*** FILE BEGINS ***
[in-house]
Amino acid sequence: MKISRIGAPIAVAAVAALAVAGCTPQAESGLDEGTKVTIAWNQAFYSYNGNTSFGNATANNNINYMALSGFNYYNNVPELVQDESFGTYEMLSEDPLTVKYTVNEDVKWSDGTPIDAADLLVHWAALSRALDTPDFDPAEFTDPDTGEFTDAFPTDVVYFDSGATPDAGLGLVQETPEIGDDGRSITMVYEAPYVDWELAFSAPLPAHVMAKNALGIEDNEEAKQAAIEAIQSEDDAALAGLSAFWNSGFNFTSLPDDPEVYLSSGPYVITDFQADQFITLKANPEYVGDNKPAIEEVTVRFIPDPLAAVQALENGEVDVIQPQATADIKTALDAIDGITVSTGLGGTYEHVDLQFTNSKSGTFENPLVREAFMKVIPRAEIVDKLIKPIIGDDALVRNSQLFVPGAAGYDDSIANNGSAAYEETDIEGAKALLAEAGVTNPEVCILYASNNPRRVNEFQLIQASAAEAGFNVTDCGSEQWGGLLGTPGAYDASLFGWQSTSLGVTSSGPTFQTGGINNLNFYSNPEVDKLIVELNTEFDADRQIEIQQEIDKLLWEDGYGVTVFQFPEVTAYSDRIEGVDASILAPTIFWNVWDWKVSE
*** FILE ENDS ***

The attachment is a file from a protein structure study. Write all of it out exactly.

[in-house]
Amino acid sequence: MKISRIGAPIAVAAVAALAVAGCTPQAESGLDEGTKVTIAWNQAFYSYNGNTSFGNATANNNINYMALSGFNYYNNVPELVQDESFGTYEMLSEDPLTVKYTVNEDVKWSDGTPIDAADLLVHWAALSRALDTPDFDPAEFTDPDTGEFTDAFPTDVVYFDSGATPDAGLGLVQETPEIGDDGRSITMVYEAPYVDWELAFSAPLPAHVMAKNALGIEDNEEAKQAAIEAIQSEDDAALAGLSAFWNSGFNFTSLPDDPEVYLSSGPYVITDFQADQFITLKANPEYVGDNKPAIEEVTVRFIPDPLAAVQALENGEVDVIQPQATADIKTALDAIDGITVSTGLGGTYEHVDLQFTNSKSGTFENPLVREAFMKVIPRAEIVDKLIKPIIGDDALVRNSQLFVPGAAGYDDSIANNGSAAYEETDIEGAKALLAEAGVTNPEVCILYASNNPRRVNEFQLIQASAAEAGFNVTDCGSEQWGGLLGTPGAYDASLFGWQSTSLGVTSSGPTFQTGGINNLNFYSNPEVDKLIVELNTEFDADRQIEIQQEIDKLLWEDGYGVTVFQFPEVTAYSDRIEGVDASILAPTIFWNVWDWKVSE